The limitations on the Attorney General in this bill are not aimed at protecting individuals from exercising free speech or having policy preferences. Although unlikely to succeed, this section is aimed at stopping Maine from participating in lawsuits like the ongoing lawsuit against ExxonMobil for deliberately withholding information from shareholders about the company and its activities that was of material financial interest (2). That is fraud. Fraud is not and should not be protected speech.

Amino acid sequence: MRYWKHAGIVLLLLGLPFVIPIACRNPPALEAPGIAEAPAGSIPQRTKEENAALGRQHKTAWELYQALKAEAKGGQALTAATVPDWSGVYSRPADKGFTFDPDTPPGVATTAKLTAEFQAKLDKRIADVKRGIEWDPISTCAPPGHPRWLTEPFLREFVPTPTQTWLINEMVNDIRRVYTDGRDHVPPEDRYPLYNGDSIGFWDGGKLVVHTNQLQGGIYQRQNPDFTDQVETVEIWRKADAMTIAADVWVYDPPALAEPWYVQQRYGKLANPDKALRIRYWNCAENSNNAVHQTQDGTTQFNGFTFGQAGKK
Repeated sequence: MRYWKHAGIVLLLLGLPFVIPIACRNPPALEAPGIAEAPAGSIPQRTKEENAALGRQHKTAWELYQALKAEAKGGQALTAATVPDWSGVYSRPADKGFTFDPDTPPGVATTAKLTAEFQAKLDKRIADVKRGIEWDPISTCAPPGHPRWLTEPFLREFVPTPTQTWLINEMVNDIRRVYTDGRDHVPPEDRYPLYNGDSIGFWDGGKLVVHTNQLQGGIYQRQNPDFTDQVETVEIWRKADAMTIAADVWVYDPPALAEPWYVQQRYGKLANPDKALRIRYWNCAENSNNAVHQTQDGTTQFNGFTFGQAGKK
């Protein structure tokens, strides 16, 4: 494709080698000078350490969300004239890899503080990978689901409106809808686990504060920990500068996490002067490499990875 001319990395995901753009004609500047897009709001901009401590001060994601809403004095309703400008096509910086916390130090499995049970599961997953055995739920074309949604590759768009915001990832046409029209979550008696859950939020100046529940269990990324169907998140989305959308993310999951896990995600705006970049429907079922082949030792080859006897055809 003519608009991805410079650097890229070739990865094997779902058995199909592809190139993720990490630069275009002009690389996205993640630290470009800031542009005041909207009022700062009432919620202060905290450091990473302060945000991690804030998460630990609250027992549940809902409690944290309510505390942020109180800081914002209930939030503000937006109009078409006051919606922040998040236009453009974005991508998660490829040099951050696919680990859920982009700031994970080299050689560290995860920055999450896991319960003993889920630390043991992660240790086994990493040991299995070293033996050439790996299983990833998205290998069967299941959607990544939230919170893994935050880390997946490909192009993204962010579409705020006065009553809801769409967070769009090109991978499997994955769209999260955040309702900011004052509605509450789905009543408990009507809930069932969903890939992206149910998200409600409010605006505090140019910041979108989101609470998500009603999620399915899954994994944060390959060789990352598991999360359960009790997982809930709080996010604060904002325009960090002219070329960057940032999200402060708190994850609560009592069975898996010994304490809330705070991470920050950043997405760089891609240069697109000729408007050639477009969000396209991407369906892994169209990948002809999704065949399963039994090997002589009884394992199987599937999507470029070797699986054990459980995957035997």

Attached to this testimony are examples of scientific research from the University of Maine, National Academy of Sciences, and others, all of which make clear that the contributions to the atmosphere of greenhouse gasses from burning fossil fuels is the primary cause of recent warming over the last century. Maine’s oceans are warming, ticks are killing moose and spreading more Lyme Disease, our seas are rising, and storms and flooding are increasing. I will not belabor these points here because most of us are beyond that. In fact, the views and experiences of ordinary Maine people align with the science. In a poll conducted last year, 70% of Mainers say that global warming will be moderately or very harmful to Maine. Furthermore, 60% of Mainers say that global warming is already having a negative impact on the state. These views and observation cut across political and demographic lines.